Baker '94 encourages Class of '17 to embrace unlimited opportunities of a legal career

CTIA president and CEO Meredith Attwell Baker '94 shared words of wisdom with the Class of 2017 at the University of Houston Law Center Convocation Ceremony at NRG Arena.

May 18, 2017 – Meredith Attwell Baker encouraged 311 University of Houston Law Center graduates to keep an open mind about their practice areas at the Law Center Convocation on Saturday night at NRG Arena. The graduating class included 237 J.D. candidates and 74 graduates of the Law Center's LL.M. program.

Baker, a 1994 alumna of the Law Center, is the president and CEO of CTIA, a trade association and advocacy group for the wireless communication industry.

"Our profession is designed to be adversarial," she said. "But that does not make us adversaries. If you raise your voice, act out in frustration or anger, you aren't helping your cause and are only impacting your blood pressure. Plus it rarely, if ever, works. You should always strive to see the other side. Make each other human and find compromise."

Prior to joining CTIA, Baker served as senior vice president of government affairs at Comcast NBCUniversal where she developed policy positions on legislative and regulatory issues and represented those positions before Congress, the administration and government agencies. She previously spent two years as an FCC commissioner after being appointed by President Barack Obama in 2009.

From 2004-2007, Baker worked in the Commerce Department's National Telecommunications and Information Administration under President George W. Bush.

The 1994 Law Center alumna used her own career trajectory as an illustration of how a law degree can lead to many paths.

"I'm an example of what people mean when they say you can do anything with a law degree," she said. "Upon reflection, at every stop along the way in my career, I was a lawyer, even if not a practicing one, and that's important. Some of you will have traditional legal careers and others will chart more non-traditional careers, like me, or have a mix.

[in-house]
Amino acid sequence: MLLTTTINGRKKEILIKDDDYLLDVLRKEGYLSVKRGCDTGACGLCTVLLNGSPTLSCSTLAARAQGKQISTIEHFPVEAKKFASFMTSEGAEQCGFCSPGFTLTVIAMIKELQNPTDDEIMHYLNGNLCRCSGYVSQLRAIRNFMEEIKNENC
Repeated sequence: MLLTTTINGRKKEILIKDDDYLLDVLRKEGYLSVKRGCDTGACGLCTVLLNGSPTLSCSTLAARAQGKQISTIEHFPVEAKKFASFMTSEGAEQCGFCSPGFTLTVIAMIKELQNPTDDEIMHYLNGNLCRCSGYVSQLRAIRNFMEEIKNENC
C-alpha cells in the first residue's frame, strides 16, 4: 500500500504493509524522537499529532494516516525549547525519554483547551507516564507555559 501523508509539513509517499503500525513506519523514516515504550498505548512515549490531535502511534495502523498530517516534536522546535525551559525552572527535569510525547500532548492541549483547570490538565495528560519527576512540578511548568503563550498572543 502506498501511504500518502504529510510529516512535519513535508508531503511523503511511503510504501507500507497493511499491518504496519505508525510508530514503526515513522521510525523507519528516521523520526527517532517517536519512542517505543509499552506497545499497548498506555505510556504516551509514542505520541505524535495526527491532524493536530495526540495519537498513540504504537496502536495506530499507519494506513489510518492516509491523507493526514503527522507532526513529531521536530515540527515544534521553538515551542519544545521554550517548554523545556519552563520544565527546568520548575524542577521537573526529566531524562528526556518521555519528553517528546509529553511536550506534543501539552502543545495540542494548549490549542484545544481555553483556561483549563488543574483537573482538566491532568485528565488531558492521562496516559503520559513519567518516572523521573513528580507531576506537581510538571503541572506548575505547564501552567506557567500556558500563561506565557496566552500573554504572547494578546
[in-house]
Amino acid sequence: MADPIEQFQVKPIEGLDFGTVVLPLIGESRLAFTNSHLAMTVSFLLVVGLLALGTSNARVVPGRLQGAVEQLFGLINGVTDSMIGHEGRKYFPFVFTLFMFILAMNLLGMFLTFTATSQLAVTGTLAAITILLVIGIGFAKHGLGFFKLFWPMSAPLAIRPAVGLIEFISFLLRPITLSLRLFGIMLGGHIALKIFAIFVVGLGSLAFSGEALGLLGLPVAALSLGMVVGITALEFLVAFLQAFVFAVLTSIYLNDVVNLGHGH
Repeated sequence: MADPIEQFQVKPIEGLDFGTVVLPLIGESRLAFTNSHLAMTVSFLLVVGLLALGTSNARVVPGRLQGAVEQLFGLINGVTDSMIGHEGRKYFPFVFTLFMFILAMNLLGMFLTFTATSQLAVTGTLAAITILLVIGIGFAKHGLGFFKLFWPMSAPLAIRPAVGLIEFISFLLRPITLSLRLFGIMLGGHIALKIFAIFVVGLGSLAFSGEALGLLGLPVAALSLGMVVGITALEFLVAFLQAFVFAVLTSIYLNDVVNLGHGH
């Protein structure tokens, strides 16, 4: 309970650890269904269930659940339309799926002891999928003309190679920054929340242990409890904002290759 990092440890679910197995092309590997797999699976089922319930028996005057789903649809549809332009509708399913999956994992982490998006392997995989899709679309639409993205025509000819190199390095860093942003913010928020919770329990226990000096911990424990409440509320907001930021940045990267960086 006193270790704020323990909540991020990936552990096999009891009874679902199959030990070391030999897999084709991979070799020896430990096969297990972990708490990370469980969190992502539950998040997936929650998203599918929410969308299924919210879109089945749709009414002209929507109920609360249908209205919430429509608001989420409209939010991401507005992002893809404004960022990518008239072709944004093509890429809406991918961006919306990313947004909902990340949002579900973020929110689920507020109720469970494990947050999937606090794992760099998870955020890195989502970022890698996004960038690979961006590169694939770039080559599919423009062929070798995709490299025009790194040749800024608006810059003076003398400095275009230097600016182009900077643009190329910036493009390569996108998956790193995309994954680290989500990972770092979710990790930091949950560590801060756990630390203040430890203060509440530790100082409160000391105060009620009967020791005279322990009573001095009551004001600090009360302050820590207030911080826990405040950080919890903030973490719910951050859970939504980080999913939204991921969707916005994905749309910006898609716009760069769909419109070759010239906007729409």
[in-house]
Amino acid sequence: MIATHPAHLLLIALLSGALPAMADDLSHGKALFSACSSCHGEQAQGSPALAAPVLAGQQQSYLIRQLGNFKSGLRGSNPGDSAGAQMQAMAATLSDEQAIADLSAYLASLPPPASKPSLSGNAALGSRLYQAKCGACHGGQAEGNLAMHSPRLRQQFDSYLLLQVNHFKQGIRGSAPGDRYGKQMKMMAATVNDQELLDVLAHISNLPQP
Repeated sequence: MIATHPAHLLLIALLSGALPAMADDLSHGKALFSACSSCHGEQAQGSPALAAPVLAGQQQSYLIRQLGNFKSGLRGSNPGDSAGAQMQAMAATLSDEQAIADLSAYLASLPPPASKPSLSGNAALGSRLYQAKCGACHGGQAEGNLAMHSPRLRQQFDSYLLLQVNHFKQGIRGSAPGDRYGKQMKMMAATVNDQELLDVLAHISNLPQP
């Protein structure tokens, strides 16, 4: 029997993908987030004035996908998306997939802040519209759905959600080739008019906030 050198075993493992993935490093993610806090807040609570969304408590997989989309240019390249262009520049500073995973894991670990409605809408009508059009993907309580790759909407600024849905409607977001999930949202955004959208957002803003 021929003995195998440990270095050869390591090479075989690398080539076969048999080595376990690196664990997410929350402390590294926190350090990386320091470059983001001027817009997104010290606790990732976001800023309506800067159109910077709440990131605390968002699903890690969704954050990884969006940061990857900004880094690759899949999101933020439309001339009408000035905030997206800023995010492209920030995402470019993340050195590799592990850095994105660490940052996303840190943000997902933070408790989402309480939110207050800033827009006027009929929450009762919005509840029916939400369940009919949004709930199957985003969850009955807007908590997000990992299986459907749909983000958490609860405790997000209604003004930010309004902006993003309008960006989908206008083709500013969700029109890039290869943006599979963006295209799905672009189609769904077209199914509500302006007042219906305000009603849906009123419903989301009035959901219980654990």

"There is no right path. But as I said, no matter what job you have, whether it is your first or the one you'll have 20 years from now, you will be a lawyer every day of your life starting today."

Graduates

The University of Houston Law Center Class of 2017 said goodbye to its law school days last weekend.

Dean Leonard M. Baynes told graduates that the Law Center eagerly anticipates their success, and emphasized the long-term value of a law degree.

"Graduates, you have been taught by some of the best law professors in the country who have fundamentally transformed each one of you by teaching you how to think like lawyers," Baynes said. "You have learned to write precisely, to analyze rigorously, to advocate persuasively and to conform to the highest professional standards.

"You can now take these tools and transform the world by representing individual clients to secure justice and by providing the legal architecture of global, national social, political and economic movements."

Jacob M. Karam served as the class speaker and applauded his fellow graduates for overcoming adversity.

"Life is not about what happens to us," he said. "Life is about how we react to what happens to us. How will we react when we are waitlisted in life? Be persistent. Become the best version of yourselves.

"This class is so unique and diverse, but we're all pursuing the same degree. As I was writing this speech I thought, 'How in the world am I going to say something that can adequately represent all of us?' But I realized that we all have one thing in common -we are all a better version of ourselves than we were three years ago. "

Richard F. Whitely '99, president of the UH Law Alumni Association, welcomed graduates to the Law Center's network of alumni and urged them to be true to their legal education, be proud of their Law Center background, and to practice law with passion.

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